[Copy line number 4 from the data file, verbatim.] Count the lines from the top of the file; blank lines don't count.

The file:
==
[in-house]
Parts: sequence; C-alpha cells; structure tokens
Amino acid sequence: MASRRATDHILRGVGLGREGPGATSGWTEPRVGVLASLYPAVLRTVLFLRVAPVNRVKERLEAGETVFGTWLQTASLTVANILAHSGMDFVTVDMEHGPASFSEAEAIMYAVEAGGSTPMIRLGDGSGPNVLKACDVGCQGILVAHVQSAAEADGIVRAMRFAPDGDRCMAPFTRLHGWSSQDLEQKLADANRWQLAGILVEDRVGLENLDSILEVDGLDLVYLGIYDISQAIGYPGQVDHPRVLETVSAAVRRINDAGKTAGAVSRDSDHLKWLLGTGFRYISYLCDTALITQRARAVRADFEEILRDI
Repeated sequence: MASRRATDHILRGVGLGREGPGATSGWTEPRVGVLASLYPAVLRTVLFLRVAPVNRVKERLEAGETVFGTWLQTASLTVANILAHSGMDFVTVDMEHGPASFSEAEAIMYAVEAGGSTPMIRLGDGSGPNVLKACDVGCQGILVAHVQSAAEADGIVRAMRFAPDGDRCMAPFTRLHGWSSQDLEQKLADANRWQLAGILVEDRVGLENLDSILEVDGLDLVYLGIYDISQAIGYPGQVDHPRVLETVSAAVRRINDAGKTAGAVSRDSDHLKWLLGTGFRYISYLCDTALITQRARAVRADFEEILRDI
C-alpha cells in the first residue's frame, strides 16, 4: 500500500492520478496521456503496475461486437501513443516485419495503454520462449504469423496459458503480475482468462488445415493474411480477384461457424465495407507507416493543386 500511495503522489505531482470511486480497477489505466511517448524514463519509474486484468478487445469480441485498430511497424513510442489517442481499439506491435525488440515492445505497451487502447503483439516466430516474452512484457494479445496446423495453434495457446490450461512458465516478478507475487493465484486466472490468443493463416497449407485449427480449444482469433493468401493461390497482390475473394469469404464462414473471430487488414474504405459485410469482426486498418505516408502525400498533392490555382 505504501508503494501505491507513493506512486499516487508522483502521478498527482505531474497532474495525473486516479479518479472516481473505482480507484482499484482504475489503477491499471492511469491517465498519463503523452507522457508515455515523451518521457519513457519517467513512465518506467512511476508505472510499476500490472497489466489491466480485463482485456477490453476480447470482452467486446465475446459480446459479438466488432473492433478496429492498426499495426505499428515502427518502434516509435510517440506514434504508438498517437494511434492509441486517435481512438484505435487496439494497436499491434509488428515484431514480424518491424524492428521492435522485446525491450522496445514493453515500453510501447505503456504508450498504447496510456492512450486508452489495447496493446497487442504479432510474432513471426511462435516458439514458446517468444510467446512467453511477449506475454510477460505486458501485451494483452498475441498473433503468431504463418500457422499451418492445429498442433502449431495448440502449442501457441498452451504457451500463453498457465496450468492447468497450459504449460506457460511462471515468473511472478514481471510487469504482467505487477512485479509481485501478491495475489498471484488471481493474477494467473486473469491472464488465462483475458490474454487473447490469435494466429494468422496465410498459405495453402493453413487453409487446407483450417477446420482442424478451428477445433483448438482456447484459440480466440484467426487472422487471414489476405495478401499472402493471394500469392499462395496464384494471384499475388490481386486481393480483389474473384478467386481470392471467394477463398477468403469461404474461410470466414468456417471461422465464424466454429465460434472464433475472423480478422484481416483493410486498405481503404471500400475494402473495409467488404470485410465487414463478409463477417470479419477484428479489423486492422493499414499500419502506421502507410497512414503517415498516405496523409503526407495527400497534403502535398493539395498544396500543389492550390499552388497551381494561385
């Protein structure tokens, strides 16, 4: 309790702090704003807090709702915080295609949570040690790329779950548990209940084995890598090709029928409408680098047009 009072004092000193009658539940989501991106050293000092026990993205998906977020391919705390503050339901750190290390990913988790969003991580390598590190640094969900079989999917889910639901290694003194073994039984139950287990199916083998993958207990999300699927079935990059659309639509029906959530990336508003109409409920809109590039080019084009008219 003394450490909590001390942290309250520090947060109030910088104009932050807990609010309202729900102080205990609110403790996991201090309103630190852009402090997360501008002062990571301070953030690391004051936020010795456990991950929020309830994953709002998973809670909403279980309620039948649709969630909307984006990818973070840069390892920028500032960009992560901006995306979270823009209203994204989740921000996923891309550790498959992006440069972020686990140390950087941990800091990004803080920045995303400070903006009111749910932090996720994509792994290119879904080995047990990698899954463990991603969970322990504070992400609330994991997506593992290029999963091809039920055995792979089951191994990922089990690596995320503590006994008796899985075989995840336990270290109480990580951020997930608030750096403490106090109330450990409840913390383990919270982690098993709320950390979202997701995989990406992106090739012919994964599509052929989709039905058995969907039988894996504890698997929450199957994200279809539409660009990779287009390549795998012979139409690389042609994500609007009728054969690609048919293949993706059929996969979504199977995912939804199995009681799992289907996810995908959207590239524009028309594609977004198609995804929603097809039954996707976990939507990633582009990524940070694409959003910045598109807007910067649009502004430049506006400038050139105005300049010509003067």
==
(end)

Repeated sequence: MASRRATDHILRGVGLGREGPGATSGWTEPRVGVLASLYPAVLRTVLFLRVAPVNRVKERLEAGETVFGTWLQTASLTVANILAHSGMDFVTVDMEHGPASFSEAEAIMYAVEAGGSTPMIRLGDGSGPNVLKACDVGCQGILVAHVQSAAEADGIVRAMRFAPDGDRCMAPFTRLHGWSSQDLEQKLADANRWQLAGILVEDRVGLENLDSILEVDGLDLVYLGIYDISQAIGYPGQVDHPRVLETVSAAVRRINDAGKTAGAVSRDSDHLKWLLGTGFRYISYLCDTALITQRARAVRADFEEILRDI